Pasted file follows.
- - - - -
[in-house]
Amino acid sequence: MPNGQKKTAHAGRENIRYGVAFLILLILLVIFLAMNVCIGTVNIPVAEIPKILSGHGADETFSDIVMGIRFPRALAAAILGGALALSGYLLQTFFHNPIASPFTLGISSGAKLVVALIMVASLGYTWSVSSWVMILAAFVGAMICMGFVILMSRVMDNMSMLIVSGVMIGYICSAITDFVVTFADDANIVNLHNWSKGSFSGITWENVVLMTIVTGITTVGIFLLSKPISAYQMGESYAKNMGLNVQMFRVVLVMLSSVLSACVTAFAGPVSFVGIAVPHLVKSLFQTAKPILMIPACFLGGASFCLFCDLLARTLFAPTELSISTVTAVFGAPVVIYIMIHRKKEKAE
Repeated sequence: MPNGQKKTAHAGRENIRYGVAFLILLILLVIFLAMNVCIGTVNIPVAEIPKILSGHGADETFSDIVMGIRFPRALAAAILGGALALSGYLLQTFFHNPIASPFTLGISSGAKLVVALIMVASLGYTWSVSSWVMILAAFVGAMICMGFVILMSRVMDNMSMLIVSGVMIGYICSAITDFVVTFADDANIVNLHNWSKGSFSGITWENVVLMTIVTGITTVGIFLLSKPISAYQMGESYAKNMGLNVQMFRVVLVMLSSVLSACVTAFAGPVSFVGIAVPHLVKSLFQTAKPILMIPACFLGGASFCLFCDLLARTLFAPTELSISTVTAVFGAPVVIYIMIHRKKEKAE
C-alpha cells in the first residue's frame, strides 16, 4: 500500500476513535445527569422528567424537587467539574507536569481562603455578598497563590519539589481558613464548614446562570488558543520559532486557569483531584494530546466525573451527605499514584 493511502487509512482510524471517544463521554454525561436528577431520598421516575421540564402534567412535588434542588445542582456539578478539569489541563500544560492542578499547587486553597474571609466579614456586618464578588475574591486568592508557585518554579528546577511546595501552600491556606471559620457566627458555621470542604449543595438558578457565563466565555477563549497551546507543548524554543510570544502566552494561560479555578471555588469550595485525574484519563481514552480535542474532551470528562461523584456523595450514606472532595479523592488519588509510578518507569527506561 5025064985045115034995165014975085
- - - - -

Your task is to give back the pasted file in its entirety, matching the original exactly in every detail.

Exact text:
[in-house]
Amino acid sequence: MPNGQKKTAHAGRENIRYGVAFLILLILLVIFLAMNVCIGTVNIPVAEIPKILSGHGADETFSDIVMGIRFPRALAAAILGGALALSGYLLQTFFHNPIASPFTLGISSGAKLVVALIMVASLGYTWSVSSWVMILAAFVGAMICMGFVILMSRVMDNMSMLIVSGVMIGYICSAITDFVVTFADDANIVNLHNWSKGSFSGITWENVVLMTIVTGITTVGIFLLSKPISAYQMGESYAKNMGLNVQMFRVVLVMLSSVLSACVTAFAGPVSFVGIAVPHLVKSLFQTAKPILMIPACFLGGASFCLFCDLLARTLFAPTELSISTVTAVFGAPVVIYIMIHRKKEKAE
Repeated sequence: MPNGQKKTAHAGRENIRYGVAFLILLILLVIFLAMNVCIGTVNIPVAEIPKILSGHGADETFSDIVMGIRFPRALAAAILGGALALSGYLLQTFFHNPIASPFTLGISSGAKLVVALIMVASLGYTWSVSSWVMILAAFVGAMICMGFVILMSRVMDNMSMLIVSGVMIGYICSAITDFVVTFADDANIVNLHNWSKGSFSGITWENVVLMTIVTGITTVGIFLLSKPISAYQMGESYAKNMGLNVQMFRVVLVMLSSVLSACVTAFAGPVSFVGIAVPHLVKSLFQTAKPILMIPACFLGGASFCLFCDLLARTLFAPTELSISTVTAVFGAPVVIYIMIHRKKEKAE
C-alpha cells in the first residue's frame, strides 16, 4: 500500500476513535445527569422528567424537587467539574507536569481562603455578598497563590519539589481558613464548614446562570488558543520559532486557569483531584494530546466525573451527605499514584 493511502487509512482510524471517544463521554454525561436528577431520598421516575421540564402534567412535588434542588445542582456539578478539569489541563500544560492542578499547587486553597474571609466579614456586618464578588475574591486568592508557585518554579528546577511546595501552600491556606471559620457566627458555621470542604449543595438558578457565563466565555477563549497551546507543548524554543510570544502566552494561560479555578471555588469550595485525574484519563481514552480535542474532551470528562461523584456523595450514606472532595479523592488519588509510578518507569527506561 5025064985045115034995165014975085